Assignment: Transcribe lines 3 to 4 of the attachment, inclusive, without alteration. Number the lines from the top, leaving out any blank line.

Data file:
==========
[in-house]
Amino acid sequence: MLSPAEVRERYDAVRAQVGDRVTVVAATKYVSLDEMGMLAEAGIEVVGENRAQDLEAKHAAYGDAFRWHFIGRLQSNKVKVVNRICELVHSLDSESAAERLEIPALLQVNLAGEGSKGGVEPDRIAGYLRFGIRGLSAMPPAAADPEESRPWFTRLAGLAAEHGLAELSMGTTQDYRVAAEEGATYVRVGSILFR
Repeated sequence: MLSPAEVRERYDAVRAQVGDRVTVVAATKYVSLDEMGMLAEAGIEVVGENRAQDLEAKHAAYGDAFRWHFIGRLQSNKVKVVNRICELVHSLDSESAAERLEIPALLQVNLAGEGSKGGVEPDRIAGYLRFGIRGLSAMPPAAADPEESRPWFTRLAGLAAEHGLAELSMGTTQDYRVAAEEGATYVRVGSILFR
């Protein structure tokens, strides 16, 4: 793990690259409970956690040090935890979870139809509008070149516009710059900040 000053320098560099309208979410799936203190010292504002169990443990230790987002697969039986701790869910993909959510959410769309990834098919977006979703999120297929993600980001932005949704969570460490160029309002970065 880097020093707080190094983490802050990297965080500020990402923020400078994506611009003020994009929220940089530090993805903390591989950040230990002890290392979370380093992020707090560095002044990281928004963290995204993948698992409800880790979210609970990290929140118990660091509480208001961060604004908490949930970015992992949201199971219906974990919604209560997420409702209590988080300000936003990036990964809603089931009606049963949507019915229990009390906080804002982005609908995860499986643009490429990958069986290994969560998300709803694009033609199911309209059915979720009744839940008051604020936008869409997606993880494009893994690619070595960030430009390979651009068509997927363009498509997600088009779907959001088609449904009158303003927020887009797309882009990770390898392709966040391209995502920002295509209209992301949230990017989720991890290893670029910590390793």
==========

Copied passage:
Repeated sequence: MLSPAEVRERYDAVRAQVGDRVTVVAATKYVSLDEMGMLAEAGIEVVGENRAQDLEAKHAAYGDAFRWHFIGRLQSNKVKVVNRICELVHSLDSESAAERLEIPALLQVNLAGEGSKGGVEPDRIAGYLRFGIRGLSAMPPAAADPEESRPWFTRLAGLAAEHGLAELSMGTTQDYRVAAEEGATYVRVGSILFR
């Protein structure tokens, strides 16, 4: 793990690259409970956690040090935890979870139809509008070149516009710059900040 000053320098560099309208979410799936203190010292504002169990443990230790987002697969039986701790869910993909959510959410769309990834098919977006979703999120297929993600980001932005949704969570460490160029309002970065 880097020093707080190094983490802050990297965080500020990402923020400078994506611009003020994009929220940089530090993805903390591989950040230990002890290392979370380093992020707090560095002044990281928004963290995204993948698992409800880790979210609970990290929140118990660091509480208001961060604004908490949930970015992992949201199971219906974990919604209560997420409702209590988080300000936003990036990964809603089931009606049963949507019915229990009390906080804002982005609908995860499986643009490429990958069986290994969560998300709803694009033609199911309209059915979720009744839940008051604020936008869409997606993880494009893994690619070595960030430009390979651009068509997927363009498509997600088009779907959001088609449904009158303003927020887009797309882009990770390898392709966040391209995502920002295509209209992301949230990017989720991890290893670029910590390793």